May 15, 2018 6:11 pm
Updated: May 16, 2018 9:14 am

Canadians split on summer jobs program funding controversy

A group of high school girls work at completing an exercise during a Girls Who Code class at Adobe Systems in San Jose, Calif.

AP Photo/Eric Risberg
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CORRECTION: This story has been updated to correct the scope of the Summer Jobs attestation. 

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An Angus Reid poll released Tuesday suggests Canadians are evenly split in their support for the federal government’s plan to require employers that receive funding through the Summer Jobs Program attest the job respects Canadian constitutional rights, including reproductive rights.

The poll was released the same day hiring began for the program, which Patty Hajdu, the Federal Minister of Employment, Workforce Development, and Labour, said will provide jobs for some 1,700 young people in Winnipeg alone.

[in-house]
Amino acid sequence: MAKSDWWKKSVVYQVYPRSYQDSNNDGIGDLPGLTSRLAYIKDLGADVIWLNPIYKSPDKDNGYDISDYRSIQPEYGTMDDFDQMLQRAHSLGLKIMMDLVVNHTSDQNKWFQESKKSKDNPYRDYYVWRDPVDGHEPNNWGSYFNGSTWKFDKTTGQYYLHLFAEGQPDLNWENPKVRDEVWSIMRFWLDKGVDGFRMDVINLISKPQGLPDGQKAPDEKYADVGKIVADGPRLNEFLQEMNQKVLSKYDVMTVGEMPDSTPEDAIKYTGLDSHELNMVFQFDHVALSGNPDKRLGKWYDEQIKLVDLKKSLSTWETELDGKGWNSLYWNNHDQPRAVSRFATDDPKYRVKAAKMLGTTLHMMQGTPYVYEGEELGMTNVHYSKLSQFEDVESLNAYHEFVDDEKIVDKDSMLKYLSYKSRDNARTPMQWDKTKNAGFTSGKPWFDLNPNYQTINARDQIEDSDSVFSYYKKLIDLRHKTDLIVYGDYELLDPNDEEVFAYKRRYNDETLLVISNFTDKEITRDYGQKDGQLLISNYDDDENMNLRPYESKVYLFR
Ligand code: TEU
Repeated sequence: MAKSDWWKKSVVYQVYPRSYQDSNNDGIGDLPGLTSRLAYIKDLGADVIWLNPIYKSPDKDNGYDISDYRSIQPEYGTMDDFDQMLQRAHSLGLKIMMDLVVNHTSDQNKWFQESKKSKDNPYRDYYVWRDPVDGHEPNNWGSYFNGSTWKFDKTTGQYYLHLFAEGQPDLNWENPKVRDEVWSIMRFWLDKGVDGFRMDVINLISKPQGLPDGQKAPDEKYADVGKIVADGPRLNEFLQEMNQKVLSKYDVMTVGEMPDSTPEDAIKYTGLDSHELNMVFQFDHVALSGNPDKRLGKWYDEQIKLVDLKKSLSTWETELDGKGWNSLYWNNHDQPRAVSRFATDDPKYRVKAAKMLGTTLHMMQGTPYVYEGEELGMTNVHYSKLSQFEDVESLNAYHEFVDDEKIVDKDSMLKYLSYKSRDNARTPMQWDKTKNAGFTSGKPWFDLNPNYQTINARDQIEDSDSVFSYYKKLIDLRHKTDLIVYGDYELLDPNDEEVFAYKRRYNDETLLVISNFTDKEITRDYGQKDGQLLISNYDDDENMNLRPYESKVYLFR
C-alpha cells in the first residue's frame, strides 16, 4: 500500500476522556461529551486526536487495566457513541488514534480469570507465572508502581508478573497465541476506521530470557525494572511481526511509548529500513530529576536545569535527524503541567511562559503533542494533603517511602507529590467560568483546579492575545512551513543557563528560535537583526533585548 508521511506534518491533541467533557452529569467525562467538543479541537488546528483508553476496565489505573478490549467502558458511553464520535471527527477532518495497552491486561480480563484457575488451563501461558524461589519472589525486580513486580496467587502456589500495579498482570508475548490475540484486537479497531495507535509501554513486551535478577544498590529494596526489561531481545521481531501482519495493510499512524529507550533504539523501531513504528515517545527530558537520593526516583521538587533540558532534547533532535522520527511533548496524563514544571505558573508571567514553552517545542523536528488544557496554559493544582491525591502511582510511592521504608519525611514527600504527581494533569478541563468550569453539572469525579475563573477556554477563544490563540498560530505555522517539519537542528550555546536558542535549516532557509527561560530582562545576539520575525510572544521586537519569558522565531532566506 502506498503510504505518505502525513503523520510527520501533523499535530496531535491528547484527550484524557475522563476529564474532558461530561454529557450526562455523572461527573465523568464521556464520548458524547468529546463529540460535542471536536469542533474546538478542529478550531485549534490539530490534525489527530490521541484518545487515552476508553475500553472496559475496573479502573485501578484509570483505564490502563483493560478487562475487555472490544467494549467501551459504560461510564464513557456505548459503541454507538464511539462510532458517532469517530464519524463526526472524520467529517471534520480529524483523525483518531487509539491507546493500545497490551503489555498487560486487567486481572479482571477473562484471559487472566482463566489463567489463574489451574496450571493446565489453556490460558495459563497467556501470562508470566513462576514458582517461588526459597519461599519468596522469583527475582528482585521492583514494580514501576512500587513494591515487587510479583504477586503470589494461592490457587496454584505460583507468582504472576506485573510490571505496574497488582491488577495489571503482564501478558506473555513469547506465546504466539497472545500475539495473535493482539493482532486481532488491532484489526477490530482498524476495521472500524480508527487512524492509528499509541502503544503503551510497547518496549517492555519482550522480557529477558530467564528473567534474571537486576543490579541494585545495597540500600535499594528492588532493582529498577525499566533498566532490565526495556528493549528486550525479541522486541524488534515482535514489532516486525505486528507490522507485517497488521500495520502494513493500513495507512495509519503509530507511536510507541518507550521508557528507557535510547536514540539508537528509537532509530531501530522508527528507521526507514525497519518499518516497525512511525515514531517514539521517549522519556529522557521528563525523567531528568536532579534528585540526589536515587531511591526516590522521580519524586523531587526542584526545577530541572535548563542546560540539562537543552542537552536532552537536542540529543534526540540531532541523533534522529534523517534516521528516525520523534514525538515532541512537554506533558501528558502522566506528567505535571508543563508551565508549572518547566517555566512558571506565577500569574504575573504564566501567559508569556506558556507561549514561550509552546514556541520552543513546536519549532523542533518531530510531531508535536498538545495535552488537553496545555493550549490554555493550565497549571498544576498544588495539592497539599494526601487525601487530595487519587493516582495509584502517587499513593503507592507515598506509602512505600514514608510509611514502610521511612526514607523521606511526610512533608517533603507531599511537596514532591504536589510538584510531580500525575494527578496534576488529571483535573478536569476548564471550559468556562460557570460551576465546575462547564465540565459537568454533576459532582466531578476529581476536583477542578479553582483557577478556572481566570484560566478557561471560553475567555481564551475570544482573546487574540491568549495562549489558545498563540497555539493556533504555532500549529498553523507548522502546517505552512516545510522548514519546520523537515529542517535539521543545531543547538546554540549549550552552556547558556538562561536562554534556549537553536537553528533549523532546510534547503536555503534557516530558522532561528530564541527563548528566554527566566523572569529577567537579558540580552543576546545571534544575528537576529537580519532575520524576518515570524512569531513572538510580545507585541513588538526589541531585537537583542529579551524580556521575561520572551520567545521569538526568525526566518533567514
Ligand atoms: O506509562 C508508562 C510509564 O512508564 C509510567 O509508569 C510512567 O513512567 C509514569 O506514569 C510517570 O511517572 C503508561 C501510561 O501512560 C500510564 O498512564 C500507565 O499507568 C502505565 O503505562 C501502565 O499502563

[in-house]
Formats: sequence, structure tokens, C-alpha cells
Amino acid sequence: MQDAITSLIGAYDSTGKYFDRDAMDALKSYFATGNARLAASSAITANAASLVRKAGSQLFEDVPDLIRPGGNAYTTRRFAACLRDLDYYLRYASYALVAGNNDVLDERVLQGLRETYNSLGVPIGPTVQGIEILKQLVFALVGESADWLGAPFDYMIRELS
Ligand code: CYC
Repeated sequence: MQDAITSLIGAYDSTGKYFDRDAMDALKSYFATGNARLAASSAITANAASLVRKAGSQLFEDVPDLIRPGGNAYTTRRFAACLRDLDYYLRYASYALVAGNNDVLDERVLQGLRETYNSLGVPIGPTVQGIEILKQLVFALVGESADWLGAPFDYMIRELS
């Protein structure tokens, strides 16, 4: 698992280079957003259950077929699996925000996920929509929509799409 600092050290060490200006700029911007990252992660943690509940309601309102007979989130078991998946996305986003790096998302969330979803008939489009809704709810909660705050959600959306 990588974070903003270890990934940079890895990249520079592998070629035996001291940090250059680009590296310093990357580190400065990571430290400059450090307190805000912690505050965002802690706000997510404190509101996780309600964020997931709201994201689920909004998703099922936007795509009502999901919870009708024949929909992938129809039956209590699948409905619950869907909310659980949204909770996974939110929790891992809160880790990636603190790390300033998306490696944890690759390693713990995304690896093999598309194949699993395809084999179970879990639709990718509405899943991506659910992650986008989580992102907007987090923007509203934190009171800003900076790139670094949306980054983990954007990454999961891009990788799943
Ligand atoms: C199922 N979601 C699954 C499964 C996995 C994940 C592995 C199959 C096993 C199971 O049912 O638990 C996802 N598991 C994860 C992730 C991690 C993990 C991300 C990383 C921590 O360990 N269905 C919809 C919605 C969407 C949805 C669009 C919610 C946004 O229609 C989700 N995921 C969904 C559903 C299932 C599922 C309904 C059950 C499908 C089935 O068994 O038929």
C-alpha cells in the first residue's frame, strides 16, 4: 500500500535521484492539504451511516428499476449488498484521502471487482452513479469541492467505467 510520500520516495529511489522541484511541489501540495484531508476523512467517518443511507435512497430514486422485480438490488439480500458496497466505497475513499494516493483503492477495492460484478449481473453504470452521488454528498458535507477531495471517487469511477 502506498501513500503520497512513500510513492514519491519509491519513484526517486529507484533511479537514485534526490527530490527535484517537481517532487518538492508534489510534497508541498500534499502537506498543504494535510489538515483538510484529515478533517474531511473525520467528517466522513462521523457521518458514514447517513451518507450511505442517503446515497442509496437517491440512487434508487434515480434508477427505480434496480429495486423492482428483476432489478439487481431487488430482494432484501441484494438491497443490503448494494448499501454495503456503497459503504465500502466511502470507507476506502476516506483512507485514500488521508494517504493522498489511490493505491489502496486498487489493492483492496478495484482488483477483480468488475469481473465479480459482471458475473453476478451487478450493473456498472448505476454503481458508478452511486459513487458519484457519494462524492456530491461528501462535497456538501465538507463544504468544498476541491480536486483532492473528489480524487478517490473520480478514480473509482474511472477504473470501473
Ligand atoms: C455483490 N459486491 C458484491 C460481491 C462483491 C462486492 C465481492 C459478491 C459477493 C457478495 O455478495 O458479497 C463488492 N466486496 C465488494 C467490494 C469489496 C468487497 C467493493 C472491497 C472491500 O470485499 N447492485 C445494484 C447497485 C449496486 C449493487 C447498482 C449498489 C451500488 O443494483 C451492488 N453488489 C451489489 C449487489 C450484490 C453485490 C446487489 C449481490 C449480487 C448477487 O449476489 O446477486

The Summer Jobs Program provides subsidies to a variety of small businesses, including those that hire youth or support minority communities, among other things.

However, the program has been surrounded by controversy this year, ever since employers have been required to attest their support for reproductive rights in order to receive funding.

READ MORE: Documents shed light on how Liberals came up with controversial Canada Summer Jobs attestation

Religious groups have said they are being disproportionately affected.

Hajdu said the changes were made after her department received complaints young people were being hired to promote anti-abortion agendas, including distributing brochures with graphic photos of aborted fetuses.

“Quite frankly, that’s not a quality job, nor is it respectful of the rights Canadians have,” Hajdu said.

“We wanted to make sure that when young people get these jobs, they’re with organizations that are going to respect their rights and ensure they’re not asked to undermine the rights of other Canadians.”

The Angus Reid poll indicated 73 per cent of Canadians support funding pro-life groups when the money is unrelated to anti-abortion advocacy.

That number drops to 37 per cent if the funding will be going to pro-life groups but will also be used to promote such a stance.

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